President Donald Trump will not invoke executive privilege in order to block former FBI Director James Comey from testifying before the Senate Intelligence Committee on Thursday, deputy White House press secretary Sarah Huckabee Sanders said Monday.
“The president’s power to exert executive privilege is very well established. However, in order to facilitate a swift and thorough examination of the facts sought by the Senate Intelligence Committee, President Trump will not assert executive privilege regarding James Comey’s scheduled testimony”, Sanders said.
Trump’s decision to dismiss Comey sparked a lot of discussions through Washington last month, with the President later explaining that he fired the FBI chief with the bureau’s ongoing Russia investigation in mind.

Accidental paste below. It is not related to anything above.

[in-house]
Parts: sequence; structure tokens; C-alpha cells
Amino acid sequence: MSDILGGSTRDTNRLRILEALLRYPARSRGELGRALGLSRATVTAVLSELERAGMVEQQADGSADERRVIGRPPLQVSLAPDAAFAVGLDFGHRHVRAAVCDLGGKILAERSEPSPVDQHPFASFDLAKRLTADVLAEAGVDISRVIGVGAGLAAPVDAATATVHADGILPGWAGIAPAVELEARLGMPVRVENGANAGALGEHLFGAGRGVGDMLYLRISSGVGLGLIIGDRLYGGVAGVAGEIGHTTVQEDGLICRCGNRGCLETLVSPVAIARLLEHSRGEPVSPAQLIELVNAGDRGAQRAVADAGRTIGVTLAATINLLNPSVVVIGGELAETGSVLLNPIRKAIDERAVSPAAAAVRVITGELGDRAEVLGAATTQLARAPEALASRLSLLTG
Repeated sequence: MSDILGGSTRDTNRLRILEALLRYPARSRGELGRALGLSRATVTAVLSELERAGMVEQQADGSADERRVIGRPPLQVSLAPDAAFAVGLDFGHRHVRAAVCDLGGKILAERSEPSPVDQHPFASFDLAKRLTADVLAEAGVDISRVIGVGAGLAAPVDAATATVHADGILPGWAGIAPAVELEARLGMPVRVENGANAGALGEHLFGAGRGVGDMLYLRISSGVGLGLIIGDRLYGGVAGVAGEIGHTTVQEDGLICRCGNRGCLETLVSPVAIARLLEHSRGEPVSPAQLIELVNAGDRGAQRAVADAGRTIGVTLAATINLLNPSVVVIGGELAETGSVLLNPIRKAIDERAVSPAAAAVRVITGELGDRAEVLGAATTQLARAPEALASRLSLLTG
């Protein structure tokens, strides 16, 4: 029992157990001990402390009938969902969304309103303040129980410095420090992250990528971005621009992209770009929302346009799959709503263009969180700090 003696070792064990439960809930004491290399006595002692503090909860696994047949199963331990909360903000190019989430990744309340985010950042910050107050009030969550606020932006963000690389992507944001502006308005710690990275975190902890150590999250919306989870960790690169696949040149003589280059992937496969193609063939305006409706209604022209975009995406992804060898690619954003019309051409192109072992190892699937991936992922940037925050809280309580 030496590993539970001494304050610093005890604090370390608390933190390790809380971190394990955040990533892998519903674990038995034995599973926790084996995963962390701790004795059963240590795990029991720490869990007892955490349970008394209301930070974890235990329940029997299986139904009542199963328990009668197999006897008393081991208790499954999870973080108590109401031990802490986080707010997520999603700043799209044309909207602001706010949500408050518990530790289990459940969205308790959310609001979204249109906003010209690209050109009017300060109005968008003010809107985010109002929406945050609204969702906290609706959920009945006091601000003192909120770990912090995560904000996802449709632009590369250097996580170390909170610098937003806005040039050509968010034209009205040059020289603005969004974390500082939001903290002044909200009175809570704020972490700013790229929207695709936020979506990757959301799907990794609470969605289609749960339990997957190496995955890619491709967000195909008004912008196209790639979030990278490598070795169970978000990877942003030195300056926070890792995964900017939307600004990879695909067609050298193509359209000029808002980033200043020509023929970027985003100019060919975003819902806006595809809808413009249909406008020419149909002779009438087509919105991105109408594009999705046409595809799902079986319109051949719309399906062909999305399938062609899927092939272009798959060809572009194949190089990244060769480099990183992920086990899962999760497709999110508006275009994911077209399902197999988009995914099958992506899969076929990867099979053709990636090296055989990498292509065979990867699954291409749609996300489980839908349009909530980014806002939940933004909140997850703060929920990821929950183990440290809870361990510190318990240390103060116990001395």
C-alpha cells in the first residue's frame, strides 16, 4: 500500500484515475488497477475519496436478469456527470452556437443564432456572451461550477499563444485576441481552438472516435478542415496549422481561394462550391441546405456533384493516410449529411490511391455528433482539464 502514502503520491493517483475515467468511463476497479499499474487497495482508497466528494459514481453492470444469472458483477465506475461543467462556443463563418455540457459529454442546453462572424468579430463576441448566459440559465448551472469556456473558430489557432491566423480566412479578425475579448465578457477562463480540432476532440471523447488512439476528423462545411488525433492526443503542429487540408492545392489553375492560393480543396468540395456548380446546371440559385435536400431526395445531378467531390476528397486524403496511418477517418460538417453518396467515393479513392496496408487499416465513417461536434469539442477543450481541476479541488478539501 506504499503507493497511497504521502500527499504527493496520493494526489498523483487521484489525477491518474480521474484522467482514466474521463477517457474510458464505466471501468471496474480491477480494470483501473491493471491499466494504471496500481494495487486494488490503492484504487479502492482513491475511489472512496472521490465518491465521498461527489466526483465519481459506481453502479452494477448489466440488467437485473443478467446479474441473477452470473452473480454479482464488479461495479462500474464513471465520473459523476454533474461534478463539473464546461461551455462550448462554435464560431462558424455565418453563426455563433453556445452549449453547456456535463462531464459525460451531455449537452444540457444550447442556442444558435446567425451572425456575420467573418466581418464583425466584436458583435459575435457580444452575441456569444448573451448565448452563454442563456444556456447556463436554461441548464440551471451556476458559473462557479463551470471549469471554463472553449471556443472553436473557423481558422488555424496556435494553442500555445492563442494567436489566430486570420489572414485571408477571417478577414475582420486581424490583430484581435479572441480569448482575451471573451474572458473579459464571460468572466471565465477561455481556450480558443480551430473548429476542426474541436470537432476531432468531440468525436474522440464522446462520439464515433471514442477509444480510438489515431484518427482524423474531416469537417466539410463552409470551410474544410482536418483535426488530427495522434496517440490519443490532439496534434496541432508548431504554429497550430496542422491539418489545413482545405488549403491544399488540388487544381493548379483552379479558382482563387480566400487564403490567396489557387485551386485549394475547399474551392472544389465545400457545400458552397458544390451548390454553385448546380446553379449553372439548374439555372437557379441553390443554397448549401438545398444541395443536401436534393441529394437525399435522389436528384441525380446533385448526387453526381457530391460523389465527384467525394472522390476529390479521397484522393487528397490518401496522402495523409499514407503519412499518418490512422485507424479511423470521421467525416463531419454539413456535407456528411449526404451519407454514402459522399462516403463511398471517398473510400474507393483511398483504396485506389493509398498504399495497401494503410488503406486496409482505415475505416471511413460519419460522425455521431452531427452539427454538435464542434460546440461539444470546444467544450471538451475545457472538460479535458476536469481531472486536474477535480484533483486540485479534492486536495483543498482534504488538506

White House officials previously stated that Comey’s dismissal had nothing to do with the Russia investigation and was carried out based on the recommendation of Deputy Attorney General Rod J. Rosenstein, an argument Trump turned down by telling NBC News that his mind had been made up on the issue before meeting with Rosenstein.
Several media outlets have reported that Comey kept detailed notes of his interactions with the President, including some meetings in which Trump allegedly asked the then-FBI director to drop the bureau’s probe into former national security adviser Michael Flynn.
The content of those notes, relayed to the media largely through individuals connected to Comey, is almost certain to play a significant role at Thursday’s hearing.